As the state sees a spike in coronavirus cases, Long Beach health officials are seeing a jump in cases in people in their 20s and 30s, health director Kelly Colopy said Wednesday.
“Whether those are the folks who are engaging in protests, whether those are the folks who are going out more to restaurants and other social related activities, maybe gathering more at the beaches … we are seeing increases,” Colopy said.
Health officials are still analyzing available data, she said. The city investigates every positive case with contact tracers, but they focus more on the people the patient was in contact with rather than where they were, in order to reach out.
“We’ve had some people say they were at protests and some say they were at a restaurant that maybe hadn’t had all the rules in place,” Colopy said.
They are following up with those cases, however they have not found any specific hotspots in the city yet.
As of Wednesday, the city has reported a total of 3,405 cases of coronavirus, up from 3,042 reported on Monday. Some of those cases include Sunday’s reported test results. A total of 122 people have died in Long Beach from coronavirus, 93 of whom were associated with nursing homes.
The city has also had a huge uptick in the number of people being tested because people are going back to work. With high demands, they’re trying to increase their capacity.
The city’s current average positivity rate for those tested is about 8.4%, which is up from about 6%.
Colopy warned that just because places are reopening, doesn’t mean it’s safe to go out. She urged residents to continue following all safety protocols, especially wearing a mask in public, physically distancing and staying home when possible.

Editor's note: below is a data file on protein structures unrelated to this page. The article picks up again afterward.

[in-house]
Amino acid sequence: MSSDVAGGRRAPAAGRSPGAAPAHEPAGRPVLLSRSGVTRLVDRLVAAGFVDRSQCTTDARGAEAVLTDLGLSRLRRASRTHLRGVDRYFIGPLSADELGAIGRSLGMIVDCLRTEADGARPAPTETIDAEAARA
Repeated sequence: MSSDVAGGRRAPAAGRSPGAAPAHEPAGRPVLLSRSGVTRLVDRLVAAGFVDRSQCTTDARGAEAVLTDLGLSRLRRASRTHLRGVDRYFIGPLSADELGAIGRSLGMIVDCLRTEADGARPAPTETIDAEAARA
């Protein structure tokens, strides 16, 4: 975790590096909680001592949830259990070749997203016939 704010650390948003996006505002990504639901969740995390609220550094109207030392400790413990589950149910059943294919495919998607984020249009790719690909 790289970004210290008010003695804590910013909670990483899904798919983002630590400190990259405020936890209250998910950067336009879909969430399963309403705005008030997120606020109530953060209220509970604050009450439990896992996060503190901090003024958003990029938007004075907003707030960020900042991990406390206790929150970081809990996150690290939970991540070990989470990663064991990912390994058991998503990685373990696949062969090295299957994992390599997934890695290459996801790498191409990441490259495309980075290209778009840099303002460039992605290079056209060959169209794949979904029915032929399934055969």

She also said that the city would begin an education campaign that would involve putting people in public places in order to talk to residents about wearing masks and following guidelines.
In addition, the city is holding off on reopening family entertainment centers, including movie theaters.
Colopy also warned that the tests reported on one day are often old tests that are just now being reported from private doctors, the county and other testing sites. Officials work to account for each of those cases on the day it was found to be positive.
Hospitalization rates have stabilized and the city is not nearing capacity for hospitals any time soon, she said, and the city has not seen a spike in deaths.
The Long Beach Post on Wednesday hosted a live chat with Long Beach Health Department Director Kelly Colopy to talk about the recent rise in COVID-19 cases and where Long Beach stands in its reopening plans.
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